Elmer Rice, original name Elmer Reizenstein, (born Sept. 28, 1892, New York City--died May 8, 1967, Southampton, Hampshire, Eng.), American playwright, director, and novelist noted for his innovative and polemical plays.Rice graduated from the New York Law School in 1912 but soon turned to writing plays. His first work, the melodramatic On Trial (1914), was the first play to employ on stage the motion-picture technique of flashbacks, in this case to present the recollections of witnesses at a trial. In The Adding Machine (1923) Rice adapted techniques from German Expressionist theatre..
Bruce Catton, in full Charles Bruce Catton, (born October 9, 1899, Petoskey, Michigan, U.S.--died August 28, 1978, Frankfort, Michigan), American journalist and historian noted for his books on the American Civil War.As a child living in a small town in Michigan, Catton was stimulated by the reminiscences of the Civil War that he heard from local veterans. His education at Oberlin College, Ohio, was interrupted by two years of naval service in World War I and was subsequently abandoned for a career in journalism. While he was employed as a reporter for the Boston American, the Cleveland News,..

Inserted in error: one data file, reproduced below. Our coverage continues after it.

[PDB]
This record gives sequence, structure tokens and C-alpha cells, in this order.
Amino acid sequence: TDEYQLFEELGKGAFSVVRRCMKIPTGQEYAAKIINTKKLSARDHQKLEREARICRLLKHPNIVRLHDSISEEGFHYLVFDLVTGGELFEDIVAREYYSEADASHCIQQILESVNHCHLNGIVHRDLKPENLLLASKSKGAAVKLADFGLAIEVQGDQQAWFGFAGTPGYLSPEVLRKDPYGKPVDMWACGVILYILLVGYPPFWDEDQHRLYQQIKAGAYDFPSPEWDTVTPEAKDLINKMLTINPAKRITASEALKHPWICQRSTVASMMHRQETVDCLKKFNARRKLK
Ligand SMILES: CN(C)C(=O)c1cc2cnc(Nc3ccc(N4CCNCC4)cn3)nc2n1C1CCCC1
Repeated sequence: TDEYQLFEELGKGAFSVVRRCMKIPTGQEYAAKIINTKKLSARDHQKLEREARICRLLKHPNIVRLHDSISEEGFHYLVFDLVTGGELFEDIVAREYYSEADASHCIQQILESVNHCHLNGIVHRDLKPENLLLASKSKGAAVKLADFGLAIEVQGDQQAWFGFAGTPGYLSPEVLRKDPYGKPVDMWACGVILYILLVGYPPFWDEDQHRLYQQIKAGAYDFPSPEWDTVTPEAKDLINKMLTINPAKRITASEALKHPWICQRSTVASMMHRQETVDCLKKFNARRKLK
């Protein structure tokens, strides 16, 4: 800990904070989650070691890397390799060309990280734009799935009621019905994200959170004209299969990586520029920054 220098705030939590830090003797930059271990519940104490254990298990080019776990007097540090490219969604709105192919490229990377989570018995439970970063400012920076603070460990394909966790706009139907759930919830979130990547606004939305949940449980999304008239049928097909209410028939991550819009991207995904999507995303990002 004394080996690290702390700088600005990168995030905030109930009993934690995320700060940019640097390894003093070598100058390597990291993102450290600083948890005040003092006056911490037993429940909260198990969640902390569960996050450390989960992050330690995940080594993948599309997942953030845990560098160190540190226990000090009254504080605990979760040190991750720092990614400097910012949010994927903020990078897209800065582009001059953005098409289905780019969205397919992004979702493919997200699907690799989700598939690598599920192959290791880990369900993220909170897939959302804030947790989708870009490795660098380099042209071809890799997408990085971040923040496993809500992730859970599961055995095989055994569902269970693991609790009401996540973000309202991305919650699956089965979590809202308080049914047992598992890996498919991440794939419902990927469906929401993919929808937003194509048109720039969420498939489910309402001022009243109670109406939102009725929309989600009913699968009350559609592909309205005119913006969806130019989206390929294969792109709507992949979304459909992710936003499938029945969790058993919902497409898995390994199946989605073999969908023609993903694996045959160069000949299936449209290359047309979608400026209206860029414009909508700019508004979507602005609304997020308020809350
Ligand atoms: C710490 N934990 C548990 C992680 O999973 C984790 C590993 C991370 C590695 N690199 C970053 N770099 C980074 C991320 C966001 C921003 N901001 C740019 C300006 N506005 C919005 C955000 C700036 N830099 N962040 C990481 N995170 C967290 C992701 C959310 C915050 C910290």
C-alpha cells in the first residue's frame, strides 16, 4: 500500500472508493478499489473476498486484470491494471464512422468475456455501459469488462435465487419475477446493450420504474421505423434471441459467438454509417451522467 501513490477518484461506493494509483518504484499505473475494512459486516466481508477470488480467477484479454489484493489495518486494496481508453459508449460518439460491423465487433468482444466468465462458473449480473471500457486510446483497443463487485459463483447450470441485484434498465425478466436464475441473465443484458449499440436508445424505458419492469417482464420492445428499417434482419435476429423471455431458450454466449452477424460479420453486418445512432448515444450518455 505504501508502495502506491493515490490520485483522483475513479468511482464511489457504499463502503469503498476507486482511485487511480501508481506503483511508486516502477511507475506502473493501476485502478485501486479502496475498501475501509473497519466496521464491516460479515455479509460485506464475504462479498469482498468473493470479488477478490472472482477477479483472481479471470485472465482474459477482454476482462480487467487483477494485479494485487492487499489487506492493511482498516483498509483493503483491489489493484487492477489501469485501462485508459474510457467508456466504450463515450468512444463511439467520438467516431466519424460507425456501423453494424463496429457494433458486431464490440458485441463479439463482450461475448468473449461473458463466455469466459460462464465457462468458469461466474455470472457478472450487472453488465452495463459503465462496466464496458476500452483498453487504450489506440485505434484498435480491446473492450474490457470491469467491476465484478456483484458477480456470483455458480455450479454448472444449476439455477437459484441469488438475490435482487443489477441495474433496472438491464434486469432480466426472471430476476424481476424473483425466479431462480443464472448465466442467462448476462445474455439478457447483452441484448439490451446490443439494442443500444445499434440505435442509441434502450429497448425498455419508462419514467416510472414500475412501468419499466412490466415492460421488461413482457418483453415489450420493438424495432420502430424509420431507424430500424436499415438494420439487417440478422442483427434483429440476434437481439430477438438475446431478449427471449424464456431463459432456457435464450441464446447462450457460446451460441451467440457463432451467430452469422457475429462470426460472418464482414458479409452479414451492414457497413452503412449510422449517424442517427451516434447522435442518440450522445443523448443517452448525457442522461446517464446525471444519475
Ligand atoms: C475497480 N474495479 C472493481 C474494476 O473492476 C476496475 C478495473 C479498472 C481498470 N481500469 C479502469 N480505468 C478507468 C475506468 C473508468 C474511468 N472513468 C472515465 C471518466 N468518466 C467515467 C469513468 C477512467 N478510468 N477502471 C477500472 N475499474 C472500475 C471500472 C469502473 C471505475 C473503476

Dorothy Canfield Fisher, original name Dorothea Frances Canfield, pen name Dorothy Canfield, (born February 17, 1879, Lawrence, Kansas, U.S.--died November 9, 1958, Arlington, Vermont), prolific American author of novels, short stories, children's books, educational works, and memoirs.Canfield received a Ph.D. in Romance languages from Columbia University in 1904, a rare accomplishment for a woman of her generation. In 1907 she married John Redwood Fisher and, under the pen name Dorothy Canfield, published her first novel, Gunhild. In the same year, she inherited her great-grandfather's..
Booth Tarkington, (born July 29, 1869, Indianapolis, Ind., U.S.--died May 19, 1946, Indianapolis), American novelist and dramatist, best-known for his satirical and sometimes romanticized pictures of American Midwesterners.Tarkington studied at Purdue and Princeton universities but took no degree. A versatile and prolific writer, he won early recognition with the melodramatic novel The Gentleman from Indiana (1899), reflecting his disillusionment with the corruption in the lawmaking process he was to observe firsthand as a member of the Indiana legislature (1902-03). His immensely..